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Pap tests

Pap tests
September 11, 2001

The Pap test is the most effective cancer-screening test in medical history and yet half a million women still die of cervical cancer each year. Only two events will improve those figures: The release of a new preventive vaccine or persuading more women to have a Pap test every two years. Peta Newbold reports.

Let's face it, women don't exactly hang out for a Pap test and anyone describing it as a pleasant experience wouldn't be telling the truth. But that doesn't alter the fact that facing the speculum and losing a few cells every two years could save your life.

It may seem obvious but cervical cancer is cancer of the cervix. That's the opening at the bottom of a woman's uterus, where it protrudes into the vagina and feels a little like the tip of the nose.

Cervical cancer is one of the most preventable cancers because the cells pass through a series of detectable changes before they become cancerous. If abnormal cells are spotted at an early stage, treatment can be given which will prevent these changes from developing into cancer.

In Australia a series of ongoing campaigns has been so successful that cervical cancer is now relatively uncommon. Even so it is still responsible for the deaths of more than 300 women each year and of those about 85 percent did not have the test every two years.

The Pap test: What should women expect?

Clothing has to be removed from the waist down but a sheet may be provided to make the woman feel more comfortable as she lies on her back or her side.

She will be asked to bend her knees and to open them. The practitioner will then gently insert an instrument called a speculum into the vagina. The speculum holds the walls of the vagina apart and allows a clear view of the cervix.

The cells are removed by a thin wooden spatula or small soft plastic brush, which is inserted through the speculum. This shouldn't be painful.

The practitioner smears the cells onto a glass slide, the speculum is removed and the examination is over.

The slide is sent to a pathology laboratory where the cells are examined under a microscope by a cytologist. The results are usually available within a week.

How accurate is it?

The Pap test is around 90 percent accurate. Some estimates put the number of false negatives as high as 10-20 percent . that is when a woman who actually has abnormal cells on her cervix is told her results are normal. However most cases of cervical cancer take up to 10 years to develop and any changes missed on one test are usually picked up two years later - long before they become a serious problem.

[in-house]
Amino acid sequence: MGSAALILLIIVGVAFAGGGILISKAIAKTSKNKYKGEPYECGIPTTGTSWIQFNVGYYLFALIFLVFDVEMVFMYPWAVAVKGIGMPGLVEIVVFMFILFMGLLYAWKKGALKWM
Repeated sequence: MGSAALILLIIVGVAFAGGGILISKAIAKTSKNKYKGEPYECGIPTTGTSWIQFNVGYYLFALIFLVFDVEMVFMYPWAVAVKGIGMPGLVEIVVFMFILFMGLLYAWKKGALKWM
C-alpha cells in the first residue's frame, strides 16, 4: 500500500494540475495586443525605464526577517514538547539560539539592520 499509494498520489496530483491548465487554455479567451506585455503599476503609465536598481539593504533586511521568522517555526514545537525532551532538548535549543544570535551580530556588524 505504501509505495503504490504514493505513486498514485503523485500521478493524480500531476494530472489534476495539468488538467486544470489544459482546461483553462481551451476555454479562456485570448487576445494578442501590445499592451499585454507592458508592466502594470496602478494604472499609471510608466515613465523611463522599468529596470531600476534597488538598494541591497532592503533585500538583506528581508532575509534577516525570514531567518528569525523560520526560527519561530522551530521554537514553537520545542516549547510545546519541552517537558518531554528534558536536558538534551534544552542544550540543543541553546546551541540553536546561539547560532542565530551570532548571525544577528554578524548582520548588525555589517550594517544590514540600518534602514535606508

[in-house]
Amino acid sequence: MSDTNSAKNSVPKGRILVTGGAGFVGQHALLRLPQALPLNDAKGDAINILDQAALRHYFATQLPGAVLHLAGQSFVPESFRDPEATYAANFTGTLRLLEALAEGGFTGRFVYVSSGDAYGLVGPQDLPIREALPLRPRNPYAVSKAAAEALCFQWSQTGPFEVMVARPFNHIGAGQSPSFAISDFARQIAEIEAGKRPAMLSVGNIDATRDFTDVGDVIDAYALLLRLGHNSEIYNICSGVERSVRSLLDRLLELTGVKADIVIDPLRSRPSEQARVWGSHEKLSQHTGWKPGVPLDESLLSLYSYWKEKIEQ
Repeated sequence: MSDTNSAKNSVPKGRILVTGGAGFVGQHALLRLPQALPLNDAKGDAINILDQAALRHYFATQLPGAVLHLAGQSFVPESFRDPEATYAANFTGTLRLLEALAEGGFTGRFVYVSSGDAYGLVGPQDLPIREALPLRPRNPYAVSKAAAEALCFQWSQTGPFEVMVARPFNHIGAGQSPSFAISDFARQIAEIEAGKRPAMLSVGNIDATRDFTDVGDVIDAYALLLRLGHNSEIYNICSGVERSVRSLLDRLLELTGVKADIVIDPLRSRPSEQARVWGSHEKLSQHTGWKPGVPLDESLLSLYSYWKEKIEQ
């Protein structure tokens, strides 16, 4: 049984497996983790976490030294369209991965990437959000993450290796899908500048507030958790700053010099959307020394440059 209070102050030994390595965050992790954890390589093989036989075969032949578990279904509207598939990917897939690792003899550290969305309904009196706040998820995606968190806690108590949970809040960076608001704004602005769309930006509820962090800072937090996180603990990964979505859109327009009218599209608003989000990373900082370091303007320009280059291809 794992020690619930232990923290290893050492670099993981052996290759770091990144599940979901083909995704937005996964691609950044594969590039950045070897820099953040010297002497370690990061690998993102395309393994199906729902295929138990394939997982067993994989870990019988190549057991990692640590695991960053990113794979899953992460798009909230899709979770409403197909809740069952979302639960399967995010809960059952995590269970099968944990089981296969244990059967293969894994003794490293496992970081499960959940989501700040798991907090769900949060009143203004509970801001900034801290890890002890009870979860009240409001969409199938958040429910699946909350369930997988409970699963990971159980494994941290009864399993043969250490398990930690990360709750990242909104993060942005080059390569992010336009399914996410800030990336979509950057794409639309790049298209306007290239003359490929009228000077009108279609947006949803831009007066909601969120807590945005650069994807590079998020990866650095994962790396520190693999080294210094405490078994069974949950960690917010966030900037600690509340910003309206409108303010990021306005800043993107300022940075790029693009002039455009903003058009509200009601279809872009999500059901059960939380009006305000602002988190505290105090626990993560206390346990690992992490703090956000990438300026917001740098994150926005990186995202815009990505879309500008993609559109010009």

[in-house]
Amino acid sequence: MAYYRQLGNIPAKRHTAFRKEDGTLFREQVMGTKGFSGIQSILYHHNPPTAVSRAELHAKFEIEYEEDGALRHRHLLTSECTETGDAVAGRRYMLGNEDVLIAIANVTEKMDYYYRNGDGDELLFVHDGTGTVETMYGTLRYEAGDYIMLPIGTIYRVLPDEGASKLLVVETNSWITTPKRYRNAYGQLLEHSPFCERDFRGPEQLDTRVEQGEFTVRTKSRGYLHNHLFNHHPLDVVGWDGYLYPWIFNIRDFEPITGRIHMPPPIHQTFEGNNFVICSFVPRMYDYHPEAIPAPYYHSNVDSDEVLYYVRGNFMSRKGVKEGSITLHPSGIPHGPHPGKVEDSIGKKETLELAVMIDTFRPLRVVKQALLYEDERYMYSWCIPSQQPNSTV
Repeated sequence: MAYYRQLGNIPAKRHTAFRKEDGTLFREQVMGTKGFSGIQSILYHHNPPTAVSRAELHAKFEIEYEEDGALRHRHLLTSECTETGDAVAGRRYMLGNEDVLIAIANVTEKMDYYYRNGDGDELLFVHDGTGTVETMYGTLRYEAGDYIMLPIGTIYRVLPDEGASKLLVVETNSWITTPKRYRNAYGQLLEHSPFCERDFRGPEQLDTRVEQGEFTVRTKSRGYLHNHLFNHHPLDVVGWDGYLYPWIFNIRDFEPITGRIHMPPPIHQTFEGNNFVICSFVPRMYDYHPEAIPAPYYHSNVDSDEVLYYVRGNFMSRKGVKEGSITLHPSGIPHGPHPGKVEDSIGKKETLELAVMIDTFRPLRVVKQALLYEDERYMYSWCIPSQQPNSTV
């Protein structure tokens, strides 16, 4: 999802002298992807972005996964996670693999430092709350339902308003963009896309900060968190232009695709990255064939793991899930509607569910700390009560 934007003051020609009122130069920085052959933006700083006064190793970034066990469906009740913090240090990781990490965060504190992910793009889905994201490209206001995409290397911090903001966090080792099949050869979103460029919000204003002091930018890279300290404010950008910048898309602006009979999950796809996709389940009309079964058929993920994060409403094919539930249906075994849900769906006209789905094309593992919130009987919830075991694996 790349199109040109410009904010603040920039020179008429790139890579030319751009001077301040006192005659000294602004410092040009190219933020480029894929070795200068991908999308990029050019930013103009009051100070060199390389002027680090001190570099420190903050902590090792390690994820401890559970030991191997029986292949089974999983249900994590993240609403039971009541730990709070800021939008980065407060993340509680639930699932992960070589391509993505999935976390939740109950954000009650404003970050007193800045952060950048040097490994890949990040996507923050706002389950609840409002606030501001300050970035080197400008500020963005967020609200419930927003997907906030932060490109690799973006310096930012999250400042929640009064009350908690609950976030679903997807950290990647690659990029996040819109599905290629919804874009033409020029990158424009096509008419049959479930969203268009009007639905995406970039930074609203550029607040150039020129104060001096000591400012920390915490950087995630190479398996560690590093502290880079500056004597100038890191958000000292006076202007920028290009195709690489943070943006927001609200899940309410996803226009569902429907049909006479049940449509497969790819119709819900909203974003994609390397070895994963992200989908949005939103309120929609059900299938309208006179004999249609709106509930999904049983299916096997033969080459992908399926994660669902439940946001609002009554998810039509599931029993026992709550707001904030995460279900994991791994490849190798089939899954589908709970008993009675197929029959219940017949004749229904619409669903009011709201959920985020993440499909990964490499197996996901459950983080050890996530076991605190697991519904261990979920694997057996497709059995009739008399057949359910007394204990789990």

New developments in cervical screening.

The Pap test was developed in the 1920s by Dr George Papanicolaou and didn't alter much until the 1990s. Although nothing has yet replaced the need for direct examination of the cervix, it's thought a number of technological advances may improve its effectiveness.


The Pap test is taken in the conventional way. The pathfinder machine maps areas on a Pap test slide that have been examined by a cytologist and identifies which may be missed. Women are not charged extra for this.


The Pap test is taken in the conventional way. After the Pap test has been examined by the cytologist it is sent away to be screened by a computerised microscope called PAPNET. There is an extra charge for this.

ThinPrep and Autocyte PREP.

The Pap test is taken in the conventional way. In addition to the slide, cells are placed in a liquid, which is also sent to the laboratory. A machine sucks up the cells from the liquid and deposits them in a thin, even layer onto the slide. This makes it easier to see than a conventional smear because blood, pus and other matter has been removed. There is an extra charge for this service.


The Polarprobe is a pen shaped device attached to a computer that is designed to give the clinician an instant result without taking cells from the cervix. The probe is placed on the surface of the cervix and the response from the electrodes and light source at the end of the probe is compared to a databank of cervical tissue types. It is still being developed and tested.

The Vaccine - the future?

The presence of genital human papilloma virus (HPV) or the genital wart virus has been found in almost all cases of cervical cancer. Therefore a vaccine designed to prevent the virus could have an enormous impact, particularly in parts of the world where the Pap test isn't available.

The papilloma virus prophylactic vaccine is currently being trialed all over the world and has been described as 'a major breakthrough'. Professor Ian Frazer leads one of the Australian trial clinics, at the Centre for Immunology and Cancer Research at the University of Queensland and he is more cautious.

He said "the definitive answer as to its efficacy won't be available for three years but all I can say is that it appears to have the same immunogenic effect in humans as it has proved to have in animals."

In the meantime we have the Pap test and Professor Frazer urges all women between the ages of 18 and 70 who have ever been sexually active to have one every two years.

He said, "Until the vaccine is proven to have a preventative effect the gold standard in the world at the moment for preventing cervical cancer is the Pap test. ThinPrep and PAPNET make that more effective but still 50 per cent of women are not regularly tested. So unless we can persuade more of them to have Pap tests nothing much will change."

Reprinted with permission from Editforce

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